Andy Murray comes back from brink of defeat to win five-set thriller at US Open
This is what Andy Murray has been waiting for for three painful years. Since his hip gave out in the summer of 2017, the former world No.1 has allowed himself to dream of maybe one day coming back to the biggest stages in the world and putting on one of those rip-roaring five-setters, the ones that have the crowd on the feet and cheering in appreciation.
His dream came true on Tuesday. Sure enough, there was no crowd in the Covid-free Arthur Ashe Stadium but over the course of four hours and 39 minutes, he came back from the very brink of defeat, launched a comeback that no one believed could be possible after two operations on his right hip and beat Yoshihito Nishioka 4-6, 4-6, 7-6, 7-6, 6-4 in the first round of the US Open.
In the build-up to his first major championship since January last year, he claimed to be ‘excited’, to be ‘pumped’ to be back; he said as much again as he walked on court yesterday. But when it came to the business of playing, Murray looked anything but. For the first hour and three quarters, he was lethargic, flat footed and lacked any sort of spark or fire. And by that stage he was two sets and a break of serve in arrears.
All the while, his coach Jamie Delgado was taking a verbal battering. Everything was Delgado’s fault, according to Murray. But that has always been his way: whoever sits in the coaching hotseat has to take the Murray back chat. But as the Scot looked for something to fire him up, something to get his game going (and having a go at his team seemed as good a way as any) he was running out of time.
Yet for all the problems he was facing – and Nishioka is a complicated problem – and for all the trials and tribulations he has been through in the past few years, his pride remains as strong and resilient as ever. And so began the comeback.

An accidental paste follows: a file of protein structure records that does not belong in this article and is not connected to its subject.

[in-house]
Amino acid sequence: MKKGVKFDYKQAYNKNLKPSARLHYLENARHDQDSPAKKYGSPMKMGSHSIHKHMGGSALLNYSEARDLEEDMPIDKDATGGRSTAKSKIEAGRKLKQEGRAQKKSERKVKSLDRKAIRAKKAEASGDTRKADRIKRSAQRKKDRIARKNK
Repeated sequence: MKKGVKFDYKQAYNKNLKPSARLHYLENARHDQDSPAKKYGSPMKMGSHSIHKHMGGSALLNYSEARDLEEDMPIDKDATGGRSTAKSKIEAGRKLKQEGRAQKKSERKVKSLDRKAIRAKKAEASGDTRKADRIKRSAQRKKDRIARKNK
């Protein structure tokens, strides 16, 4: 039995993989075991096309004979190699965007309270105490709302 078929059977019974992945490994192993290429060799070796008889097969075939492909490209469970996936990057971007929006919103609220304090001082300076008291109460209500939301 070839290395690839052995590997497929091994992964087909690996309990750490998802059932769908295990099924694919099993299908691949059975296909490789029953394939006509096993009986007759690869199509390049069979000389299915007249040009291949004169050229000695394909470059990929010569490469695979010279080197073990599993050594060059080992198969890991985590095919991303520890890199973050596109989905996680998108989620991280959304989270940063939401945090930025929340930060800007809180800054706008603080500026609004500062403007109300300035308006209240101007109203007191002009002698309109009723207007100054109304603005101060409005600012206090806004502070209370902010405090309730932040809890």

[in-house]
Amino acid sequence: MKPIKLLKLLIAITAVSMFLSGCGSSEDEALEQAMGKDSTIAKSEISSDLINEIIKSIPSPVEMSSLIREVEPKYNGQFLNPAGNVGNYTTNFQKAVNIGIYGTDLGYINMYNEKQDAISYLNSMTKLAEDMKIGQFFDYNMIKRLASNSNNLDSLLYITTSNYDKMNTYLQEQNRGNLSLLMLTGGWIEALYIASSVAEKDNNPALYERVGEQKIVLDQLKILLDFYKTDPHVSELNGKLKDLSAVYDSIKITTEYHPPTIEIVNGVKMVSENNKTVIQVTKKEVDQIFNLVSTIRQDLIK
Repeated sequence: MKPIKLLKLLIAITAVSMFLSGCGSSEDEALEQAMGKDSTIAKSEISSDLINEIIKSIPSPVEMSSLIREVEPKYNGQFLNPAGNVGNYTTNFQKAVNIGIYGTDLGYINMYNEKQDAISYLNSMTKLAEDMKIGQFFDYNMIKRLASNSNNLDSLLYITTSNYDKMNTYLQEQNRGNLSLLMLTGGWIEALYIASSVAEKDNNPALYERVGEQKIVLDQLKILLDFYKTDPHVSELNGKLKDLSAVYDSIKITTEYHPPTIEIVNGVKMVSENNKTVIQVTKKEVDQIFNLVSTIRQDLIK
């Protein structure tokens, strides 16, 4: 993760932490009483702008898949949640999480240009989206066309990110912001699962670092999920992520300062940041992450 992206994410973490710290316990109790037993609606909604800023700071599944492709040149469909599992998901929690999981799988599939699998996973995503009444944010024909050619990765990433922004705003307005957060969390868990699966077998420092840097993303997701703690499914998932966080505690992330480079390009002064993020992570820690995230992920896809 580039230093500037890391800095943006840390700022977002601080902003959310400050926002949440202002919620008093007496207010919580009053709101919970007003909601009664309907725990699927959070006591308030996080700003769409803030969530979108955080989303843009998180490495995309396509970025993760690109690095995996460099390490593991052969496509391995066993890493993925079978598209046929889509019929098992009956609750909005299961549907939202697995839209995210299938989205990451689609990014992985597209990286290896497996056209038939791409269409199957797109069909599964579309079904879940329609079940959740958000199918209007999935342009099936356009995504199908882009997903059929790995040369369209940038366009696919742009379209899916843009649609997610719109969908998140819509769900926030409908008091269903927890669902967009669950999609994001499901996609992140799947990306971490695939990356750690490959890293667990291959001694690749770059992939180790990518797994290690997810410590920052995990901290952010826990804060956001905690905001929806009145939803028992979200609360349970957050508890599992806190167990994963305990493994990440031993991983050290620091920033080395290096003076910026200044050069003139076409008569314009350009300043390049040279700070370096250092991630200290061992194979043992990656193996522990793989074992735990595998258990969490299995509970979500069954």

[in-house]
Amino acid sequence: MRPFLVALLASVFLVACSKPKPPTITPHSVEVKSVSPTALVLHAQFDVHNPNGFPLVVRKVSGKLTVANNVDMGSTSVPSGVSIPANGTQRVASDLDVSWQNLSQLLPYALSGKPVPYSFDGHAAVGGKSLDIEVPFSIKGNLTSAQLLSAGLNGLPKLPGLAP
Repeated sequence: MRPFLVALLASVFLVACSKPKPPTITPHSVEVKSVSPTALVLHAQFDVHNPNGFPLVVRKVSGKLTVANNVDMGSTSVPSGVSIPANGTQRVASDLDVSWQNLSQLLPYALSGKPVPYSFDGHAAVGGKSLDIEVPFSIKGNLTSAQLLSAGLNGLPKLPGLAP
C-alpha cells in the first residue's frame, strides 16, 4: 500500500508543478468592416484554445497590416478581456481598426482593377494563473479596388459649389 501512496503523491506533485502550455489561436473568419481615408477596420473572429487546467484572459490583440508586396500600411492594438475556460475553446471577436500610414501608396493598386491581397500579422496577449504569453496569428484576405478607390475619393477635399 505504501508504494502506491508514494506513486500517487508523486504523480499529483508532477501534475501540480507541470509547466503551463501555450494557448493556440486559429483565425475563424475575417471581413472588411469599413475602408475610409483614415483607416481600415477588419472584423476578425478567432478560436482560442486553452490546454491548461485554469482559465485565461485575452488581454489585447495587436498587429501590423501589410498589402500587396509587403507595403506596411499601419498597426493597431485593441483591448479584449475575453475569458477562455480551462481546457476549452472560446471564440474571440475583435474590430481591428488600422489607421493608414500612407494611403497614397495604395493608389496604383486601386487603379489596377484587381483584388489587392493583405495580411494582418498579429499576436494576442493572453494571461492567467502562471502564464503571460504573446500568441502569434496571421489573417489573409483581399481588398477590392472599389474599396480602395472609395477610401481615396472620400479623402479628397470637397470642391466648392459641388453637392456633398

Nishioka is the world No.49 and standing at just 5ft 7ins, he is not what you might call a giant of the game. But he is fast and that foot speed allows him to cover every inch of the court in the blinking of an eye and no ball is left unchased. It also gives him confidence in his defensive abilities while his forehand, a shot of real venom, allows him to attack.
What he lacks in height, the Japanese more than makes up for in nous – he finds every possible angle on the court – and when needs to, he knows how to volley. He is just the sort of opponent a 33-year-old with a tin hip would rather avoid in his first match back in the big time.
At the start of the match, Murray’s first serve was non-existent and his unforced error count was rising with every game. But as Nishioka moved to within touching distance of the second round, Murray bolted down his concentration, ramped up the speed on his forehand and started to clatter his first serve. Suddenly he was constructing points with craft and experience. He was looking like the Murray of old.
Forcing the third set into a tiebreak, the Scot went on the offensive. He bullied and pounded the diminutive Japanese and he got his reward of a fourth set. He did exactly the same to take the fourth set on another tiebreak – saving a match point and hurting his big toe along the way – and now anything seemed possible.
Even when he was a break down in the decider, Murray broke straight back. Even when he seemed to be running on fumes, he still found a few extra ounces of muscle to put into his serves and his forehand. And even when no one would have given him a hope after the first two sets, he still found a way to win. This is what dreams are made of.
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